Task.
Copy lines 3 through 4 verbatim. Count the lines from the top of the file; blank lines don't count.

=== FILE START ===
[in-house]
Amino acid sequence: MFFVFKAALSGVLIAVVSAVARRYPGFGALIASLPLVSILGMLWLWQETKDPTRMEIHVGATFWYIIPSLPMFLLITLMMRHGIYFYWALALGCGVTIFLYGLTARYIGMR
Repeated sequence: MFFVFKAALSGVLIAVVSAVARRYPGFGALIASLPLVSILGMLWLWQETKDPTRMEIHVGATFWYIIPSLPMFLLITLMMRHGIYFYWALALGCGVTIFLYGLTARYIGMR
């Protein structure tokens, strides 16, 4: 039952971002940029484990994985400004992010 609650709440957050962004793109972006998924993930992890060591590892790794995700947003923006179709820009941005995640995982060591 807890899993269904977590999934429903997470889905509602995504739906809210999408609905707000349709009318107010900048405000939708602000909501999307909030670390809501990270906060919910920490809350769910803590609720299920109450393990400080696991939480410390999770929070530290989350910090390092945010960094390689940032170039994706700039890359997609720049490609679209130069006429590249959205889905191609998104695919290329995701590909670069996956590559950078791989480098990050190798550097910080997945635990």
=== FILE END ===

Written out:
Repeated sequence: MFFVFKAALSGVLIAVVSAVARRYPGFGALIASLPLVSILGMLWLWQETKDPTRMEIHVGATFWYIIPSLPMFLLITLMMRHGIYFYWALALGCGVTIFLYGLTARYIGMR
């Protein structure tokens, strides 16, 4: 039952971002940029484990994985400004992010 609650709440957050962004793109972006998924993930992890060591590892790794995700947003923006179709820009941005995640995982060591 807890899993269904977590999934429903997470889905509602995504739906809210999408609905707000349709009318107010900048405000939708602000909501999307909030670390809501990270906060919910920490809350769910803590609720299920109450393990400080696991939480410390999770929070530290989350910090390092945010960094390689940032170039994706700039890359997609720049490609679209130069006429590249959205889905191609998104695919290329995701590909670069996956590559950078791989480098990050190798550097910080997945635990």